Pernod considers Absolut bid

Pernod Ricard chairman Pierre Ricard said a decision to bid for Absolut vodka parent company V&S will depend on whether or not Pernod has concluded a deal with Russia's Stolichnaya before the Swedish sale process begins.

Speaking at an analyst conference following the presentation of the group’s full year results, Ricard reiterated that the group was still interested in both acquisition targets, but said the main priority at the moment was Stolichnaya “because Stolichnaya is up for sale.”

In the case of Absolut, however, Pernod is uncertain when or even if the Swedish government will decide to sell the brand’s parent company, V&S, rather than launching an IPO.

In the meantime, Ricard said, “we can maybe finalize (a deal) with the Russians. And if we finalize it, we’ll have less cash to carry out the second deal.”

The chairman confirmed that negotiations with Stolichnaya owner SPI were already well advanced, although gave no indications of the timing of a conclusion.

“We’re more or less in agreement with one of the parties, now we’ve got to reach an agreement with the other,” he said.

Pernod acquired the international sales and marketing rights for Stolichnaya when it bought Allied Domecq in 2005 and has been in negotiations with the Russian authorities and SPI since last spring, looking to pave the way for outright acquisition.

At the same time, the group has made clear its interest in bidding for Sweden’s V&S, a move which has raised concerns among analysts who believe the group could be forced to pay a high price for the prized brand.


Swedish Purity in Absolut Vodka brand battle

Swedish upstart distillery Purity Vodka has taken beverage giant Absolut to court, in an attempt to straighten out a branding and marketing dispute.

Swedish Purity in Absolut Vodka brand battle
The Absolute Ice Bar. File photo: Tom Godber/Flickr

Stockholm district court will look into a claim by small Swedish distillery Purity Vodka's complaint that Absolut used the word 'purity' in a marketing campaign that the former claims infringes on the Purity trademark.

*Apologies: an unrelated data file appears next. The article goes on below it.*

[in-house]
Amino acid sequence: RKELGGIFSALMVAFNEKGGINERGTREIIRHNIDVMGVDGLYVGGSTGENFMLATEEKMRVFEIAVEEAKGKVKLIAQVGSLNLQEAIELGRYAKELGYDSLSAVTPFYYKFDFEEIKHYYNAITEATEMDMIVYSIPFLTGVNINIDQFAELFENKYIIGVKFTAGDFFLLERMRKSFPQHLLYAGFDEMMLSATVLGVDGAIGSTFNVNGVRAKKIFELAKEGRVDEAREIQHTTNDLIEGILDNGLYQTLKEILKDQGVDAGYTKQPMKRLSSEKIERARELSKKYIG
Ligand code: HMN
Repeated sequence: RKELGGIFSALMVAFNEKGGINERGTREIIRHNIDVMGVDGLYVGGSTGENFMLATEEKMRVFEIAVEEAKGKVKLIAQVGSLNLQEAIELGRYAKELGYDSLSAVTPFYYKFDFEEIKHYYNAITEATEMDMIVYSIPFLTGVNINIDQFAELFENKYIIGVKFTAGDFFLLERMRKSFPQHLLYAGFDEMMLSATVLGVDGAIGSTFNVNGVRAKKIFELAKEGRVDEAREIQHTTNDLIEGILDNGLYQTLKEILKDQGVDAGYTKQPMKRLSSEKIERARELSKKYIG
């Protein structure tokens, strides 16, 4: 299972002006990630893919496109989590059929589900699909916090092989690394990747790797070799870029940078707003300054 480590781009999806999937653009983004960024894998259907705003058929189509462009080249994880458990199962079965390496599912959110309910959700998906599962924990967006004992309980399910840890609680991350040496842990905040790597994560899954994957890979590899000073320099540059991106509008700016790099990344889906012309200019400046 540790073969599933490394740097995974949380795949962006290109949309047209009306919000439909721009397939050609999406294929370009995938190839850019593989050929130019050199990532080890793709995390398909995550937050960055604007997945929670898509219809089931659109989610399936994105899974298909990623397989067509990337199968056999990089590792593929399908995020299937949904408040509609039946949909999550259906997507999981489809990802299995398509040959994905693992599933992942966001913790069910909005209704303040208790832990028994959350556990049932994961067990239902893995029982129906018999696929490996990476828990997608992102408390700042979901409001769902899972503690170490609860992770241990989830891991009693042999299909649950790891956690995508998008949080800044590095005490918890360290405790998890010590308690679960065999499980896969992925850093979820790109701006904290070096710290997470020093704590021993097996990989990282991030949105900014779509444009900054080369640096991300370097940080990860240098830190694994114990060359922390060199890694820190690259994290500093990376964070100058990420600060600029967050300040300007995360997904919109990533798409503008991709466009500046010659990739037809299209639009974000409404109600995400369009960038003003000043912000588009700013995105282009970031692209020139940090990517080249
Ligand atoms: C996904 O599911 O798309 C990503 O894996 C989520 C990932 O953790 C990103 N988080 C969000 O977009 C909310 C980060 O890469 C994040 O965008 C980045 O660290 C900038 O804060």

The Dagens Industri business daily reported on Thursday that Absolut Vodka has used the term 'purity vodka' in a series of advertisements targeted at the US market. 

"We thought they should remove the word 'purity', it is our trademark, but they refused," chairman and Purity Vodka co-founder Göran Bernhoff told the paper. 

The complaint lead to Absolut Vodka countering the act by suing Purity Vodka both in Sweden and in the US.

"I'm surprised that they want to scare us, we are a small company," Bernhoff commented. "But we won't give up." 

Absolut Vodka has a long past of fiercely guarding its trademark. 

In 2010, the Swedish distillers sued British broadcasters at the Absolute Radio station. The dispute resulted in a confidential agreement between the two companies, allowing the radio station to keep its name. 

READ ALSO:  Sweden axes new word after Google intervenes

Last year, a hairdresser in Washington state in the US had to re-brand his salon after the vodka giant objected to his use of Absolute in the business name. His British colleagues appear to have stayed clear of disputes so far. A quick yellow pages search revealed on Thursday that there are still scores of Absolute Beauty salons, from Stirlingshire to Cornwall.

In Sweden, meanwhile, there are Absolute Car Towers and Absolute Catering, among seventeen other entries on phone and address directory website spanning cleaners to dentists.

Absolut is owned by French drinks group Pernod Ricard, which acquired the famed Swedish brand in 2008 when it purchased the Vin & Sprit (V&S) group from the Swedish state for 55 billion kronor ($8.88 billion).